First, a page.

Posts filed under ‘FOMC’

A Simple Explanation Of The Federal Reserve Statement (April 25, 2012)

Putting the FOMC statement in plain EnglishThe Federal Open Market Committee voted to leave the Fed Funds Rate unchanged within its current target range of 0.000-0.250 percent Wednesday.

For the fifth consecutive month, the Fed Funds Rate vote was nearly unanimous. Just one FOMC member, Richmond Federal Reserve President Jeffrey Lacker, dissented in the 9-1 vote.

The Fed Funds Rate has been near zero percent since December 2008. It is expected to remain near-zero through 2014, at least.

In its press release, the Federal Reserve noted that the U.S. economy has been “expanding moderately” since the FOMC’s last meeting in March. Beyond the next few quarters, the Fed expects growth to “pick up gradually”. 

This key phrase will likely be repeated by the press. It suggests that the economy is no longer contracting; instead moving along a path of slow, consistent expansion.  

In addition, the Fed acknowledged that “strains in global financial markets” continue to pose “significant downside risks” to long-term U.S. economic outlook. This is in reference to the sovereign debt concerns of Greece, Spain and Italy, and the potential for a broader European economic slowdown.

The Fed’s statement included the following notes :

  1. The housing sector remains “depressed”
  2. Labor conditions have “improved in recent months”
  3. Household spending has “continued to advance”

Also, with respect to inflation, the Fed said that the higher oil and gasoline prices from earlier this year will affect inflation “only temporarily”, and that inflation rates will return to stable levels soon.

At its meeting, the Federal Reserve neither introduced new economic stimulus, nor discontinued existing market programs. The Fed re-affirmed its intentions to hold the Fed Funds Rate at “exceptionally low” levels through late-2014, and to buy mortgage-backed bonds in the open market.

Immediately following the FOMC’s statement, mortgage markets improved slightly, pressuring mortgage rates lower in Okemos and nationwide.

The FOMC’s next scheduled meeting is a two-day event slated for June 19-20, 2012.

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April 25, 2012 at 1:03 pm Leave a comment

The Fed Starts A 2-Day Meeting Today. Make A Strategy.

Fed Funds Rate vs Mortgage Rates 1990-2012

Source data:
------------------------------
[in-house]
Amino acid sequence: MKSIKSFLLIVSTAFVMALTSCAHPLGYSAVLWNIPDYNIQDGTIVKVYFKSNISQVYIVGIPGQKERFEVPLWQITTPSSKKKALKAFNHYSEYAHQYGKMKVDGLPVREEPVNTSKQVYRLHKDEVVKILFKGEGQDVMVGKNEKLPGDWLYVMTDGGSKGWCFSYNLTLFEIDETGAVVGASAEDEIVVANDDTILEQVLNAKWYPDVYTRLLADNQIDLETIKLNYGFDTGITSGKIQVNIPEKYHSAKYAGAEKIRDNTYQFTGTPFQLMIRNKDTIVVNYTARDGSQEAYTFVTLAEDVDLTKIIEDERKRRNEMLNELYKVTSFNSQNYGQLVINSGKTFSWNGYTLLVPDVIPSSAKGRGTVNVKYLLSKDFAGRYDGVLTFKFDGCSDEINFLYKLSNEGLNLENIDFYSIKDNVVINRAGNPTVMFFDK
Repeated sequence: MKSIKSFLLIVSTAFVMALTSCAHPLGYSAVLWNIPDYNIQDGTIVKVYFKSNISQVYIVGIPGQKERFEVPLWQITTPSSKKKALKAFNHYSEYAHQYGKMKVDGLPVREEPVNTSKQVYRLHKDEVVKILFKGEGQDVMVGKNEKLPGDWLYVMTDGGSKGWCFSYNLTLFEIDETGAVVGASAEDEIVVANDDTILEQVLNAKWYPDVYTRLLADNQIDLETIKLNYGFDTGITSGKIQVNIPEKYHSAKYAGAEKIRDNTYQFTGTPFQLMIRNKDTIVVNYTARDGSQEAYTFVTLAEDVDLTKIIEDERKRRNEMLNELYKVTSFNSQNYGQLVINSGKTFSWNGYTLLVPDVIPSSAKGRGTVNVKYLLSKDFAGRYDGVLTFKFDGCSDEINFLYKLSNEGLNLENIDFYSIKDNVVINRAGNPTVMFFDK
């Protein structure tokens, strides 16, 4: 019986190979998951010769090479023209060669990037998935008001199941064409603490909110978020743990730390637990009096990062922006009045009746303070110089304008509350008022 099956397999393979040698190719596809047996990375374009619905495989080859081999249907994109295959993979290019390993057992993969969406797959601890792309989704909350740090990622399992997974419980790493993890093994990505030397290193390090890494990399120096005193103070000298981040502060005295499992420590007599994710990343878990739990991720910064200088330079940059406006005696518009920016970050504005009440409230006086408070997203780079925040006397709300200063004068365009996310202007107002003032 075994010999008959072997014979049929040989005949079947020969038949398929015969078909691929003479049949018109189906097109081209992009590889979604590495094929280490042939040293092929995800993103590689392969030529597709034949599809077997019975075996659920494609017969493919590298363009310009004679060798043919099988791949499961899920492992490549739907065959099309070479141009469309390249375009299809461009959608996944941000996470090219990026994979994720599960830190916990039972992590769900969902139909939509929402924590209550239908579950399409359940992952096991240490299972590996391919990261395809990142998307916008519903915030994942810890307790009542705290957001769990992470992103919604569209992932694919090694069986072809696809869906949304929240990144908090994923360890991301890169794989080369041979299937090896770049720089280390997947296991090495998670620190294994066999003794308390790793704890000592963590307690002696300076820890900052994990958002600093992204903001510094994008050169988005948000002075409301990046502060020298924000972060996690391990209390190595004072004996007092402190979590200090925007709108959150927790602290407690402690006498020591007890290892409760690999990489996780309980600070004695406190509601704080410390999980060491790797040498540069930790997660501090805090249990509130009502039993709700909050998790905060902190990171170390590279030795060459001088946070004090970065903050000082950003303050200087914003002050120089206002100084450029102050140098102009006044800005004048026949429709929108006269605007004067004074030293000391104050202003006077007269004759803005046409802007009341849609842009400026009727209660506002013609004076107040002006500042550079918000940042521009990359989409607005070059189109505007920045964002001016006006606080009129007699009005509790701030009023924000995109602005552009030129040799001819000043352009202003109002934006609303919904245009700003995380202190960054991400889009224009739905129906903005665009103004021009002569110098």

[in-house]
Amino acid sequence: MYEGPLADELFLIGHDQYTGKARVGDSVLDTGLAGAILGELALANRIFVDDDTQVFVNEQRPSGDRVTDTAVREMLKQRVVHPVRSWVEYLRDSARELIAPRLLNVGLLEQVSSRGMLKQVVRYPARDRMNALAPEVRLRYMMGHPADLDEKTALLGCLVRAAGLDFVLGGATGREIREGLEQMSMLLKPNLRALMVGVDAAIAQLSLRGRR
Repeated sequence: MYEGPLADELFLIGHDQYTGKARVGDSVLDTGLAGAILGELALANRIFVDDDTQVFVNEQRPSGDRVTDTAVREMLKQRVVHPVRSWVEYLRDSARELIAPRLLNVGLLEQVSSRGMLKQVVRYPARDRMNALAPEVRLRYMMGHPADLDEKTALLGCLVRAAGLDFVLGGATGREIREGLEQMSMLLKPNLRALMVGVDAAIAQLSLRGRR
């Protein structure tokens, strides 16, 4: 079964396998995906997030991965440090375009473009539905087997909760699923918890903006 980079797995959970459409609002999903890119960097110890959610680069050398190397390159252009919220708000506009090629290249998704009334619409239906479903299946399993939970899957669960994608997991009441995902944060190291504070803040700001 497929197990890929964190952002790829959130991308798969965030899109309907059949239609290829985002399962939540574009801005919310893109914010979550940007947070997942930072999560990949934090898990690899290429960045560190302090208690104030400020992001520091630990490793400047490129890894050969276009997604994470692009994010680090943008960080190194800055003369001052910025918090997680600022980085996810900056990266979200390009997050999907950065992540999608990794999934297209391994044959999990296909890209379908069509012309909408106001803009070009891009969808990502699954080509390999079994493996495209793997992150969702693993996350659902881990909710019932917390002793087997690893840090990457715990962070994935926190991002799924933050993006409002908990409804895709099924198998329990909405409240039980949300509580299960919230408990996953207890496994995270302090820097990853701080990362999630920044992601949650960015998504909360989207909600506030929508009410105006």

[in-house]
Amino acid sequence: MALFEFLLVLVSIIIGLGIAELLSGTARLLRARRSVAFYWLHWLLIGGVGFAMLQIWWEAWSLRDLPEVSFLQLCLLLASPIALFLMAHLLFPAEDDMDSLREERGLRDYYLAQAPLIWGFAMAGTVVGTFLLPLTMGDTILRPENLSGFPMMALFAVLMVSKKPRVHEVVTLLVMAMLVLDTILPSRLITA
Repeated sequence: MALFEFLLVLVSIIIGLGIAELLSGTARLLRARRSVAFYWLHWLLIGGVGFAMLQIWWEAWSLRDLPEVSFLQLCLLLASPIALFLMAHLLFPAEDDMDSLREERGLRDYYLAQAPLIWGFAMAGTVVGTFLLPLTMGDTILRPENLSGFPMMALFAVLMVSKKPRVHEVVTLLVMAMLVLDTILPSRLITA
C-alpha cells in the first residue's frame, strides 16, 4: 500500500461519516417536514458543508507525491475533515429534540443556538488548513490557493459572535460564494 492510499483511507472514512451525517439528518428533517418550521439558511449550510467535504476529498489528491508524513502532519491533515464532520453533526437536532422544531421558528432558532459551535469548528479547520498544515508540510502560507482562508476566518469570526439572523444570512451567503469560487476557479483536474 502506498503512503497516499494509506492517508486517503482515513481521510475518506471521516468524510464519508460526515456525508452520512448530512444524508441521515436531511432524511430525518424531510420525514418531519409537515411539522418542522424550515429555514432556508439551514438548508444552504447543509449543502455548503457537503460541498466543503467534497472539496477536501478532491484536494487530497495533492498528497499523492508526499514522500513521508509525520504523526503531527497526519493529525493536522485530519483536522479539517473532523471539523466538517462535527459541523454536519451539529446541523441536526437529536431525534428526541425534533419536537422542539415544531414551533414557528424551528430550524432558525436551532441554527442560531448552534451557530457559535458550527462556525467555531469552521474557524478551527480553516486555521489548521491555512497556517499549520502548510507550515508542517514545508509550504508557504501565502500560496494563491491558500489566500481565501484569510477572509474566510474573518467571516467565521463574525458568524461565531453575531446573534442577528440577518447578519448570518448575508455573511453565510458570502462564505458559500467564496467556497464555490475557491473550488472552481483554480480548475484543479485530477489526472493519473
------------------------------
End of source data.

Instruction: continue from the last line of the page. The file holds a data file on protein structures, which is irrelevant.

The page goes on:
The Federal Open Market Committee begins a 2-day meeting today in the nation’s capitol. It’s the group’s third of 8 scheduled meetings this year. Mortgage rates are expected to change upon the Fed’s adjournment.

Led by Chairman Ben Bernanke, the FOMC is a 12-person, Federal Reserve sub-committee. The FOMC is the group within the Fed which votes on U.S. monetary policy. “Making monetary policy” can mean a lot of things, and the action for which the FOMC is most well-known is its setting of the Fed Funds Funds.

The Fed Funds Rate is the overnight interest rate at which banks borrow money from each other. It’s one of many interest rates set by the Fed.

However, one series of interest rates not set by the Fed is mortgage rates. Instead, mortgage rates are based on the prices of mortgage-backed bonds and bonds are bought and sold on Wall Street.

There is little historical correlation between the Fed Funds Rate and the common, 30-year fixed rate mortgage rate.

As the chart at top shows, since 1990, the Fed Funds Rate and the 30-year fixed rate mortgage rate have followed different paths. Sometimes, they’ve moved in the same direction. Sometimes, they’ve moved in opposite directions. 

They’ve been separated by as much as 5.29 percent at times, and have been as near to each other as 0.52 percent.

Today, that spread is roughly 3.65 percent. It’s expected to change beginning 12:30 PM ET Wednesday. That’s when the FOMC will adjourn from its meeting and release its public statement to the markets.

The FOMC is expected to announce no change in the Fed Funds Rate, holding the benchmark rate within in its current target range of 0.000-0.250%. However, how mortgage rates in and around Lansing respond will depend on the verbiage of the FOMC statement. 

In general, if the Fed acknowledges that the U.S. economy as in expansion; growing from job growth and consumer spending, mortgage rates are expected to rise. If the Fed shows concern about domestic and global economic growth, mortgage rates are expected to fall. 

Any time that mortgage markets are expected to move, a safe play is to stop shopping your rate and start locking it. Today may be one of those times.

April 24, 2012 at 8:47 am Leave a comment

What’s Ahead For Mortgage Rates This Week : April 23, 2012

FOMC meets this weekMortgage markets were mostly unchanged last week, breaking a three-week winning streak. Wall Street grappled with surprising demand on Spain’s debt issuance and a series of weaker-than-expected data points on U.S. housing.

Conforming mortgage rates across Michigan rose slightly according to the weekly Freddie Mac Primary Mortgage Market Survey.